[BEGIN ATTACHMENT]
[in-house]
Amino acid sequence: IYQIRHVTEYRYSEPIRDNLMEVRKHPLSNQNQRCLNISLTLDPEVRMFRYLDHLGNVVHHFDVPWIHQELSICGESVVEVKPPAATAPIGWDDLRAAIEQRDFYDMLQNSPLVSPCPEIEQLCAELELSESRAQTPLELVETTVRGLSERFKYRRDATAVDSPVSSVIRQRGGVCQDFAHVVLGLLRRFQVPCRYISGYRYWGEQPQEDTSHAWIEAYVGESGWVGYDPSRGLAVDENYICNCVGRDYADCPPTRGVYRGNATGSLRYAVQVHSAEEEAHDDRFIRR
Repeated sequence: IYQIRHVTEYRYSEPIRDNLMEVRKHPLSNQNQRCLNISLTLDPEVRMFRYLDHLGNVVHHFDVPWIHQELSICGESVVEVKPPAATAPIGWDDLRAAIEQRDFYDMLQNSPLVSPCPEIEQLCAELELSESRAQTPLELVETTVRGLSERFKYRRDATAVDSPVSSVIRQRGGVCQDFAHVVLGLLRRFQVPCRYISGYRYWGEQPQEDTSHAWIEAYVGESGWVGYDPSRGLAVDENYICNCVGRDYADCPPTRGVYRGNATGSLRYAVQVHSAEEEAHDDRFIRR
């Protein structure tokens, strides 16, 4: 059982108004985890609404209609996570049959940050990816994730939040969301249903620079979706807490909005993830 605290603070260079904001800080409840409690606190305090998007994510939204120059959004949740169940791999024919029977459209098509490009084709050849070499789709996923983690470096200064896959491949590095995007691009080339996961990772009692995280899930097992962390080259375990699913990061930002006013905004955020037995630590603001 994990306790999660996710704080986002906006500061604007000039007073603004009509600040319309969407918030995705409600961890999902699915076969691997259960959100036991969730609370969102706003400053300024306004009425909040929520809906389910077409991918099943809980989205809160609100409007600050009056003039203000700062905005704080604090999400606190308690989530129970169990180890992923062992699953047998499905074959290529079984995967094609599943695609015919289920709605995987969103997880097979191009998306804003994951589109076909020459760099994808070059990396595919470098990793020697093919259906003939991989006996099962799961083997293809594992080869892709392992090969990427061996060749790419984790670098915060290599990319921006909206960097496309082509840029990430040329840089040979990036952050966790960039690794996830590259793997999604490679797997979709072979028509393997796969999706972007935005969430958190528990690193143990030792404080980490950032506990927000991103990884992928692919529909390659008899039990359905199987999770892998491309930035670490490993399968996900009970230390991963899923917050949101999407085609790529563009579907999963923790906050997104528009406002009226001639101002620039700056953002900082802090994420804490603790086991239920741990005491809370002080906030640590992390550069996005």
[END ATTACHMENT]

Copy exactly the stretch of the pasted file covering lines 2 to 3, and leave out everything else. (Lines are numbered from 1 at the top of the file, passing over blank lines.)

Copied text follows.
Amino acid sequence: IYQIRHVTEYRYSEPIRDNLMEVRKHPLSNQNQRCLNISLTLDPEVRMFRYLDHLGNVVHHFDVPWIHQELSICGESVVEVKPPAATAPIGWDDLRAAIEQRDFYDMLQNSPLVSPCPEIEQLCAELELSESRAQTPLELVETTVRGLSERFKYRRDATAVDSPVSSVIRQRGGVCQDFAHVVLGLLRRFQVPCRYISGYRYWGEQPQEDTSHAWIEAYVGESGWVGYDPSRGLAVDENYICNCVGRDYADCPPTRGVYRGNATGSLRYAVQVHSAEEEAHDDRFIRR
Repeated sequence: IYQIRHVTEYRYSEPIRDNLMEVRKHPLSNQNQRCLNISLTLDPEVRMFRYLDHLGNVVHHFDVPWIHQELSICGESVVEVKPPAATAPIGWDDLRAAIEQRDFYDMLQNSPLVSPCPEIEQLCAELELSESRAQTPLELVETTVRGLSERFKYRRDATAVDSPVSSVIRQRGGVCQDFAHVVLGLLRRFQVPCRYISGYRYWGEQPQEDTSHAWIEAYVGESGWVGYDPSRGLAVDENYICNCVGRDYADCPPTRGVYRGNATGSLRYAVQVHSAEEEAHDDRFIRR